"I have questions in my mind that I pursue."
Joyce Crago grew up on a farm in southwestern Ontario. In 2014, she made a mid-career change of profession from law to photography. Her motivations to understand situations and issues and, in particular, injustices, which encouraged her to study law, continue to motivate her behind a camera. Where words prove inadequate, photography now provides the means to explore her concerns about contemporary society. Her images are produced intuitively using both digital and large format film cameras. Crago recently completed her studies at the School of Photographic Arts: Ottawa.
Winner of Canadian Applied Arts Award 2015, 2016
Why, in our contemporary society, throw-away society, are the discarded objects, the garbage, often the most sublimely beautiful? How easy is it to ignore the trash thrown into the garbage bin? In telling the story of what is thrown away, Crago wants to explore the overlooked parts of our surroundings. Another question that was raised by this body of work, as she began to work on it, is why would important Canadian arts organizations, dedicated to nurturing Canadian arts and artists, deny access to their garbage? What does it say about an arts organization that they feel the need to edit their garbage? For example, the Art Bank stated:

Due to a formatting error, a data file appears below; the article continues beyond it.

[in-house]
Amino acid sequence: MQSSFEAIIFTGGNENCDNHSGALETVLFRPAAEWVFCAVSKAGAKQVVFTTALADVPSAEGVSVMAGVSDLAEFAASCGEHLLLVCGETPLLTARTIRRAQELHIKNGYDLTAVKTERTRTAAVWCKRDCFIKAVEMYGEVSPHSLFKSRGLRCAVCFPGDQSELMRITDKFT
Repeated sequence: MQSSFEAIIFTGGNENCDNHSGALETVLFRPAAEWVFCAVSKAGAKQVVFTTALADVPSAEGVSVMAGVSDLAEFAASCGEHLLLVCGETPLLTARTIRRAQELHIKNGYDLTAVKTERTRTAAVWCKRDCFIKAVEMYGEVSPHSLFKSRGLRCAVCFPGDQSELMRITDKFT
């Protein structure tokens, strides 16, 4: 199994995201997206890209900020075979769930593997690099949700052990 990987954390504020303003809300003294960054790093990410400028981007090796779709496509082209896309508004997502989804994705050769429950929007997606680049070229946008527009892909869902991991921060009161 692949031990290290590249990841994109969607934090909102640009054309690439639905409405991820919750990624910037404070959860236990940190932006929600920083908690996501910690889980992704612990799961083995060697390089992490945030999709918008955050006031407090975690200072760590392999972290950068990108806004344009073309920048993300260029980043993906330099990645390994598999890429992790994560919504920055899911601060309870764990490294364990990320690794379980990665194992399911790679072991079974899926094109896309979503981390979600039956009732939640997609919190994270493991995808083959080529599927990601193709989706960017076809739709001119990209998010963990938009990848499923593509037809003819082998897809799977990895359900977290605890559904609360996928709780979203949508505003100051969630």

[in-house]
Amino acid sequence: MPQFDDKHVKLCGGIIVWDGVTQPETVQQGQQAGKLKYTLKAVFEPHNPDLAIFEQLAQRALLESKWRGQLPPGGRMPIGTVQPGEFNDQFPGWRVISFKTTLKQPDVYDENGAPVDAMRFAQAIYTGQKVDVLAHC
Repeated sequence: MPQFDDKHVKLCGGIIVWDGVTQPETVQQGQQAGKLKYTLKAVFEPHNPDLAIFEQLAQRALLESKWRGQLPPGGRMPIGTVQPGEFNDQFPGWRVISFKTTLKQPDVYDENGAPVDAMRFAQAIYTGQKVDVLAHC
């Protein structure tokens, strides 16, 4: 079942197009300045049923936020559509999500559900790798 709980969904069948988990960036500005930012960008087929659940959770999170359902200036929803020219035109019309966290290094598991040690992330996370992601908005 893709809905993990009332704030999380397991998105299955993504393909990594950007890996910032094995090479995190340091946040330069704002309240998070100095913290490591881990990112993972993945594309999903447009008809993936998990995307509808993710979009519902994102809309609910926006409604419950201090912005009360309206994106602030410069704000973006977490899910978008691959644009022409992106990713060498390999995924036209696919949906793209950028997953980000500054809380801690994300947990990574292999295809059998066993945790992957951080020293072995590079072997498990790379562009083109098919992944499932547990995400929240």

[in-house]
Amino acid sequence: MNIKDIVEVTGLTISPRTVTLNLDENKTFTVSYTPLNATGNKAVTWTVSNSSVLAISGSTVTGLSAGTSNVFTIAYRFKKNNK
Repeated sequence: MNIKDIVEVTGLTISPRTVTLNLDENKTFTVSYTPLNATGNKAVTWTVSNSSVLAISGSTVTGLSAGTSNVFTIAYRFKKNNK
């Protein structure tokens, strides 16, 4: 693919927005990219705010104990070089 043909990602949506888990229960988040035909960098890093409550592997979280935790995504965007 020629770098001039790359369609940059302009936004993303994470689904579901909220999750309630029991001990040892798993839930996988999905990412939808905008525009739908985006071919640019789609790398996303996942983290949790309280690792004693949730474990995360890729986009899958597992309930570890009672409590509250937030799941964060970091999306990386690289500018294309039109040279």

"I love what you are doing but with reservations in regards to Art Bank garbage. Anyone reading this would assume the artworks are garbage (contemporary art is a challenge to many) and not the detritus of framing, eating etc. please consider another opportunity."
The still-life compositions are created out of garbage from various locations including the Canada Council Art Bank in Ottawa, the Pace MacGill Gallery in NYC, and the Hamburger Bahnhof in Berlin.
Series: What does it mean to be male in 2016?
What does it mean to be male in 2016? is a series of portraits of males. They are photographed topless for two reasons: Crago sees them as being vulnerable and she sees males as a sex as being somewhat lost in terms of answering the question of what it means to be male. There has never been a male equivalent to a Betty Friedan or a Gloria Steinem — powerful feminists who were instrumental in talking about what it means to be female. The second reason is that in art history females have typically posed nude for male eyes and males have typically posed in important costumes to show their importance in society.